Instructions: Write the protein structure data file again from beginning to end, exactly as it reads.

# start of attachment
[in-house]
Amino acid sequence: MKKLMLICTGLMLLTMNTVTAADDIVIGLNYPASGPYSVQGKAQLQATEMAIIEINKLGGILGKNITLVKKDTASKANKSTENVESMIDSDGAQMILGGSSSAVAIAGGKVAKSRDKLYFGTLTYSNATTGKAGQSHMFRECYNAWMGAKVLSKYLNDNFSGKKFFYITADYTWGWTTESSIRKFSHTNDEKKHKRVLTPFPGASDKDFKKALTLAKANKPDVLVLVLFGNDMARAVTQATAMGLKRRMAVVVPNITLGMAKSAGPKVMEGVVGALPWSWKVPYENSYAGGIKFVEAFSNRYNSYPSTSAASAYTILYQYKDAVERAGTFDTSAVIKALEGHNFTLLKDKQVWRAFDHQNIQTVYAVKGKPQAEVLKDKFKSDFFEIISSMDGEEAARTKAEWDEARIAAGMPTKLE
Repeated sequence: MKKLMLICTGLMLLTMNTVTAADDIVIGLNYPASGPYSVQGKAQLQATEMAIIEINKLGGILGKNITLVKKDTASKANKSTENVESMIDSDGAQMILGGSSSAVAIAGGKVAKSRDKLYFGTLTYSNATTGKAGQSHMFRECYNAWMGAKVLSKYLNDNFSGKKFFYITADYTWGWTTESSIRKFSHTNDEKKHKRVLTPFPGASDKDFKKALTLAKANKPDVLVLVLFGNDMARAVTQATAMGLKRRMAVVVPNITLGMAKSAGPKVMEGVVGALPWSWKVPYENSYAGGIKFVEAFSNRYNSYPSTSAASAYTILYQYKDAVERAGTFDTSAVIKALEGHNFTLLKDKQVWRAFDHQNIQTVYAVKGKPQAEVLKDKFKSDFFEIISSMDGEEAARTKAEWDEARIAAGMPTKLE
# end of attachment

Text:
[in-house]
Amino acid sequence: MKKLMLICTGLMLLTMNTVTAADDIVIGLNYPASGPYSVQGKAQLQATEMAIIEINKLGGILGKNITLVKKDTASKANKSTENVESMIDSDGAQMILGGSSSAVAIAGGKVAKSRDKLYFGTLTYSNATTGKAGQSHMFRECYNAWMGAKVLSKYLNDNFSGKKFFYITADYTWGWTTESSIRKFSHTNDEKKHKRVLTPFPGASDKDFKKALTLAKANKPDVLVLVLFGNDMARAVTQATAMGLKRRMAVVVPNITLGMAKSAGPKVMEGVVGALPWSWKVPYENSYAGGIKFVEAFSNRYNSYPSTSAASAYTILYQYKDAVERAGTFDTSAVIKALEGHNFTLLKDKQVWRAFDHQNIQTVYAVKGKPQAEVLKDKFKSDFFEIISSMDGEEAARTKAEWDEARIAAGMPTKLE
Repeated sequence: MKKLMLICTGLMLLTMNTVTAADDIVIGLNYPASGPYSVQGKAQLQATEMAIIEINKLGGILGKNITLVKKDTASKANKSTENVESMIDSDGAQMILGGSSSAVAIAGGKVAKSRDKLYFGTLTYSNATTGKAGQSHMFRECYNAWMGAKVLSKYLNDNFSGKKFFYITADYTWGWTTESSIRKFSHTNDEKKHKRVLTPFPGASDKDFKKALTLAKANKPDVLVLVLFGNDMARAVTQATAMGLKRRMAVVVPNITLGMAKSAGPKVMEGVVGALPWSWKVPYENSYAGGIKFVEAFSNRYNSYPSTSAASAYTILYQYKDAVERAGTFDTSAVIKALEGHNFTLLKDKQVWRAFDHQNIQTVYAVKGKPQAEVLKDKFKSDFFEIISSMDGEEAARTKAEWDEARIAAGMPTKLE